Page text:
The 6 Yoga Poses To Improve Your Surfing
These poses can be performed on the beach, right before you jump in the water, or at home post surfing. Hold each pose for around 30 seconds and keep a calm and steady breath. These poses will assist you in increasing the range of mobility in the muscles and joints to help you surf with more fluidity.
The way these poses are performed are a guide to stretch and strengthen. However ultimately you should always move into the poses mindfully and listen to your own body. If a pose does not feel comfortable for you, make any adjustments and modifications to get as comfortable as possible.
Cow face arms - Gomukhasana variation
* Stretches the shoulders, triceps and chest. Perfect for more fluid and powerful paddling, as the more lengthened our muscles are, the more force they can produce *
- Sit comfortably in a cross leg position, evening out the weight of the body into the sit bones. Drawing your attention to elongating the spine from the tailbone up to the crown of the head.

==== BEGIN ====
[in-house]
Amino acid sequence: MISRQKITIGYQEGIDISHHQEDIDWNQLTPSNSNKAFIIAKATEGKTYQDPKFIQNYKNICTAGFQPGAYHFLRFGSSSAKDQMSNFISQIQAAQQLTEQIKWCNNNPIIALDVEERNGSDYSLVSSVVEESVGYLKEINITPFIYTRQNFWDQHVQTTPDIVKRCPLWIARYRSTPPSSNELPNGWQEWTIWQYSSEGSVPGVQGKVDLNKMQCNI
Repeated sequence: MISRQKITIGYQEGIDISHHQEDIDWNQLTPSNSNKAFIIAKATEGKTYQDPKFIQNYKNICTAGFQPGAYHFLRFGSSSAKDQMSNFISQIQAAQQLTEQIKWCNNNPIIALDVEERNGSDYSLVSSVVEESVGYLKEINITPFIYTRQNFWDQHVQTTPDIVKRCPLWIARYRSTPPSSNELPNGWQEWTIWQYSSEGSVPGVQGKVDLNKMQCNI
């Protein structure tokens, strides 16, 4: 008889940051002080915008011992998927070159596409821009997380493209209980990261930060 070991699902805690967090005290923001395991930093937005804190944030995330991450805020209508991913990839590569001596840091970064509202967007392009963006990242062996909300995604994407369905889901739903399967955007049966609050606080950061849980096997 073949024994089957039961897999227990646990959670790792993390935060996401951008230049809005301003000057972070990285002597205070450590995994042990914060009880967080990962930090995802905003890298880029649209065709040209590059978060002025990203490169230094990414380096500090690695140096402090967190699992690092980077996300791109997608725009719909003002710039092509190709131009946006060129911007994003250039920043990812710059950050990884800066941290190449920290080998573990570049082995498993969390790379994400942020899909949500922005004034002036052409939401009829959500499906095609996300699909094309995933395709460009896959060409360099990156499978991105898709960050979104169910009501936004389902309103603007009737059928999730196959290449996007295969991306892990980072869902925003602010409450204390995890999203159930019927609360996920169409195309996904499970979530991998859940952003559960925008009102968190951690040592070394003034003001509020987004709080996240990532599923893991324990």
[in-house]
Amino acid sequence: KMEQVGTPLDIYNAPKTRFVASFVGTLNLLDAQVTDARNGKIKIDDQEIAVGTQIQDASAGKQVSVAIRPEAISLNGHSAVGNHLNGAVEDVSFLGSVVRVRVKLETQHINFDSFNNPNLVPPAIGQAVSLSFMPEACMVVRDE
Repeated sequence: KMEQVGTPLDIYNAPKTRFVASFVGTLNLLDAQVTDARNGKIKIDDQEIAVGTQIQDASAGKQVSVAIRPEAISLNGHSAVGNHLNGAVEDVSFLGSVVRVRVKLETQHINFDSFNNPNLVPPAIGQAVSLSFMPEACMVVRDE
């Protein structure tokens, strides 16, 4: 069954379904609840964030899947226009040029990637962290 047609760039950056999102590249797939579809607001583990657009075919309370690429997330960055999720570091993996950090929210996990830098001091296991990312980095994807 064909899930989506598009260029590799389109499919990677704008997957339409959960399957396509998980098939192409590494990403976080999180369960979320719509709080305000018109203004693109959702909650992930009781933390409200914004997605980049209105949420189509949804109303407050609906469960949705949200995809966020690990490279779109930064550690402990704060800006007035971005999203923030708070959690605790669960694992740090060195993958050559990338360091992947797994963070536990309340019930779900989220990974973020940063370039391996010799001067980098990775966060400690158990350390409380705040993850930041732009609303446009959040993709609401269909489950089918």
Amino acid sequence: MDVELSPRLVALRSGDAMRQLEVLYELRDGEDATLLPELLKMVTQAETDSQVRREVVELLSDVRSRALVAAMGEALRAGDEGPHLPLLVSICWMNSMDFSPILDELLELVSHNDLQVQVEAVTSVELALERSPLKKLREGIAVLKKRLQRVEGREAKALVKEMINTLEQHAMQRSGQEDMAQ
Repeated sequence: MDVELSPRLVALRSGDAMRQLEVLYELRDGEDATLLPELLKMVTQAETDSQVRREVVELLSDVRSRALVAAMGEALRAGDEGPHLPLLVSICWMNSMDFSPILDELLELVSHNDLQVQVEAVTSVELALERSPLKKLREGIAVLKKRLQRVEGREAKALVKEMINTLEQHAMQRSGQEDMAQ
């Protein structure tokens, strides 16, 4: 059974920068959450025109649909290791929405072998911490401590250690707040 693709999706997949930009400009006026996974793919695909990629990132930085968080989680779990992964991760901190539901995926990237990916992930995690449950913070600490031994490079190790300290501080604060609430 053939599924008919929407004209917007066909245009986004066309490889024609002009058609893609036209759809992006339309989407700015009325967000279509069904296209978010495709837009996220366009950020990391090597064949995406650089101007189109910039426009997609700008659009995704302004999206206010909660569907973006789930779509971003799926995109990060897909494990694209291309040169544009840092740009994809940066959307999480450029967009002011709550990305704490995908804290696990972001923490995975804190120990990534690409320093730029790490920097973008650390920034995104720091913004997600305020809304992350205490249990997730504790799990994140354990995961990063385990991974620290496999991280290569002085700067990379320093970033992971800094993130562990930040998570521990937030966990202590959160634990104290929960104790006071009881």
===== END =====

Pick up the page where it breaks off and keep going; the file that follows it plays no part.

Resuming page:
- Extend both arms out to the side of the body (creating a T shape).
- Reach the right arm up to the sky, bending the right elbow and dropping the right hand down towards the base of the neck. Rotate the left arm inwards so the back of the hand faces toward the front of the mat. Sweep the left arm behind the body, placing the left arm on the back.
- Squeeze the shoulder blades toward one another and try to clasp both hands together.
- Ensure that the right elbow doesn’t drop down to the side of the body. Focus on pointing the elbow to the sky.
- If you can’t clasp the hands together, you can use a strap or even a towel to move the hands closer together.
- Don’t forget to do the same stretch on the other arm.